By Lynne Salomon Miceli

charles thomas and lynne miceliOne evening in 1997, shortly before the Grand Opening of the resurrected A.R.E. of NY Center, stands out in my memory….

The  alarm  clock  buzzed. I was nowhere near ready to wake up. I had gotten home from  a  stressful workday as a Special Ed teacher and “crashed” for about an hour—but now it was time to head downtown to 150 W. 28th Street, where our new Center was in the process of being born on the 10th floor. There was so much to do!

After nine years of preparation—meditation for guidance, passionate prayer, community  building, lobbying for permission from A.R.E. HQ, filing incorporation papers, fundraising, more fundraising, developing a business plan, searching for the right space,  negotiating with the landlord—we had at last signed a lease on our new Center. Then the work really started.

We set a date for our Grand Opening and set about publicizing it. Our Program Committee, chaired by Sylvia Chappell, started a flurry of planning. Richard Ottens, an interior designer, created a blueprint for the layout of our space. We hired a small construction company to do the buildout. They sent one guy! He was very likeable and did excellent work. In fact, he was extremely meticulous—and very slow. We were paying him by the hour. Finally, we took  over  and  finished  the  work  ourselves. Richard, Ken Klein, my husband Peter Miceli and others put “clamshell” around the doors, painted and did other finishing touches.

There were event flyers to design and mail. To support our new Center, we would need Members, so there was also a Membership invitation letter to write. Once the letter was printed, we did a mailing to 10,000 people! In those days, we put together those mailings ourselves. We organized a crew of Volunteers who worked in shifts for days and days, and Ken Klein supervised as we collated, sealed and sorted. Meanwhile Richard Ottens had ordered the furniture we would need from Ikea. We had also ordered something like fifty folding chairs.

On this night that I remember so strongly, many of these furnishings had just been delivered. The next task was to unpack all the  items, put together whatever needed assembly, and set them up in the Center. It was a big job. I was the Chair of the A.R.E. of NY Council and would be the Director of the new Center, so I had to be there.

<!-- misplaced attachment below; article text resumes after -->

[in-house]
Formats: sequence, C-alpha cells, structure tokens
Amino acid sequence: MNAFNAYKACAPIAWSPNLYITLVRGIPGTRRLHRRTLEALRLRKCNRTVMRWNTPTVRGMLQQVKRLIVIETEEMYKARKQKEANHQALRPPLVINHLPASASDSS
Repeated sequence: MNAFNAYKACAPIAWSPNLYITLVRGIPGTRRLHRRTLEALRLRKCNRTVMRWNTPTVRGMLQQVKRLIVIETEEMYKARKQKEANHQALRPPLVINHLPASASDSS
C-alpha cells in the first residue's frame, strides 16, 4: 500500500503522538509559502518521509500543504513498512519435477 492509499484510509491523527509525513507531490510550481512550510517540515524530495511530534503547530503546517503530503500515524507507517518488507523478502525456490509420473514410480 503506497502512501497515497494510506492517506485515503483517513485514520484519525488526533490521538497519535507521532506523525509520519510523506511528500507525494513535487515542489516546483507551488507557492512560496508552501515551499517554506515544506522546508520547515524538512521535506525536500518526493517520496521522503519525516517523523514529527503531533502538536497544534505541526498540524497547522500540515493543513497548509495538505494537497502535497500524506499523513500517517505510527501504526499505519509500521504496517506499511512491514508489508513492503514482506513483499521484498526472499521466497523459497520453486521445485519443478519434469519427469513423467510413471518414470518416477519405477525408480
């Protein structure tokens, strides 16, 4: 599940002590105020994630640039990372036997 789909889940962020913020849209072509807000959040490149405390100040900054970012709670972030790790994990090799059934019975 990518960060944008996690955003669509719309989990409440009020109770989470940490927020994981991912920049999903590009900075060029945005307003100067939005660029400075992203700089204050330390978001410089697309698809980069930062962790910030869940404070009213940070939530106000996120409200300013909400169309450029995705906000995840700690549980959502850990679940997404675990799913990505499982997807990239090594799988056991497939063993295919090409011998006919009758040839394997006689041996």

Exhausted to the bone, I forced myself to keep putting one foot in front of another as I  headed out the door to the subway station. When I got to the Center, a number of people were already there, working. I particularly remember that Ruth Fortel was there. She had been the librarian at the previous New York Edgar Cayce Center that closed in the mid-70s and she would now be the librarian in our new Center.

Someone had already unpacked and assembled the new bookshelves. They looked great! The books from the extensive  metaphysical library in the previous New York Center had mostly been donated  to  the  midtown  Manhattan library when that Center closed—but here was Ruth already organizing a new library and putting books on the shelves. She and Ken had held on to some of the best reference books from the old Center and other books were already being donated. She was so happy!

Everyone working in the Center was excited to see it now taking shape. The place hummed with activity—and more. It was full of the joy of creation, of people working together to create something meaningful and beautiful. It was full of love. Under this influence, my fatigue, which a short time before had been overwhelming, fell away completely as I worked alongside these good people. It was like magic! The excitement and the joy of the work was so exhilarating. That is what I will never forget about that night.

I’m so happy to see that that joy and exhilaration continue in a new phase of the work at our Center. As long as we have that excitement, love and growth, our Center will be a vital, important, magical place!

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